Report states that communities of color doubled their share of New York City’s outdoor dining establishments, while low-income communities nearly doubled theirs.

A plywood dining shed on a street
(Photo credit: Getty Images/ Renata Tybur624)

New York City’s outdoor dining initiative drove a 12-fold increase in the dining scene, with more than 12,000 cafes, bars, and restaurants setting up tables on sidewalks or in parking lanes since the program was launched in June of 2020 due to the COVID-19 pandemic, according to an evaluation by New York University researchers.

The report, from Professor Mitchell L.  Moss and graduate student Dominic T. Sonkowsky of the Robert F. Wagner Graduate School of Public Service, compares New York City’s older, pre-pandemic Sidewalk Café outdoor dining program with its replacement, Open Restaurants. It highlights how Open Restaurants has led to new outdoor dining opportunities outside Manhattan, in communities that had no prior outside dining options, and in communities of color and low-income neighborhoods as well.

Among the findings:

      ·       The four boroughs outside Manhattan collectively have 51% of Open Restaurants sites, compared to 30% under the city’s pre-pandemic Sidewalk Cafes program.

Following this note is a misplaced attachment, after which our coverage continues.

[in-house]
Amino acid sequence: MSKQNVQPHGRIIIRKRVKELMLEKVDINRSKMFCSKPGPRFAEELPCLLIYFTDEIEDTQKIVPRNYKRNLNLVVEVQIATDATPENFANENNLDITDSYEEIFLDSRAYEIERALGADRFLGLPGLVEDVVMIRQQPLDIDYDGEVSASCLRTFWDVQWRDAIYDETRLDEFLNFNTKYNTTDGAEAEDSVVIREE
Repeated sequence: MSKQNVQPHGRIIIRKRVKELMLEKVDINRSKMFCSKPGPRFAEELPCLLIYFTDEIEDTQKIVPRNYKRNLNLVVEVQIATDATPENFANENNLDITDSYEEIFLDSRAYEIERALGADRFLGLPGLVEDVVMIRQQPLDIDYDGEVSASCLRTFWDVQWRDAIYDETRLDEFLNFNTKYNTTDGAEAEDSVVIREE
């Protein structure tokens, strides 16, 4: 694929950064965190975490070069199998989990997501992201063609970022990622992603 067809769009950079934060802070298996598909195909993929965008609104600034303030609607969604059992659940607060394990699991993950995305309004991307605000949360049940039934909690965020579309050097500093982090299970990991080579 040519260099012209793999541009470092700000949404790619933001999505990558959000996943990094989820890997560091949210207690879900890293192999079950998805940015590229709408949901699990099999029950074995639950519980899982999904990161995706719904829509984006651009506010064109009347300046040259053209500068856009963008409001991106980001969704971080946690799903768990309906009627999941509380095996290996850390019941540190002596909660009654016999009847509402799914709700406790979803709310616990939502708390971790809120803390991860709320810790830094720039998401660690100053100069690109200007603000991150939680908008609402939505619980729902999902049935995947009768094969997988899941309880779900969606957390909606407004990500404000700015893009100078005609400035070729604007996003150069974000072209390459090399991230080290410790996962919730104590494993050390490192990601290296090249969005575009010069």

·         Communities of color have doubled their share of New York City’s outdoor dining establishments, while low-income communities have nearly doubled their share.

      ·         The 17 Community Districts that had no outdoor dining under the Sidewalk Café program now have outdoor dining under Open Restaurants.

“This remarkable growth in communities across the city would not have been possible under New York City’s pre-pandemic Sidewalk Café program,” the report authors write. “Under that program, cafes, bars, and restaurants seeking outdoor seating had to undergo a lengthy review process and pay steep revocable-consent fees, assuming their zoning allowed it.”

The researchers note that Open Restaurants has stirred considerable opposition from neighbors concerned about noise, safety, and sanitation. The debate underscores the central role that public space of all kinds plays in the lives of New Yorkers “and how critical it is that New York City’s municipal government recognize the competing values raised by outdoor dining.”

The city government should build upon Open Restaurants, according to the report. It calls for greater citywide access to outdoor dining, noting its impact on jobs and the restaurant industry – one of the unexpected benefits, the authors state, to emerge from the COVID-19 pandemic. The report offers policy suggestions to make outdoor dining permanent.

To obtain a copy of the report or interview the report authors, contact Robert Polner of the New York University Office of Public Affairs at 646.522.3046 or


Press Contact

Robert Polner
Robert Polner
(212) 998-2337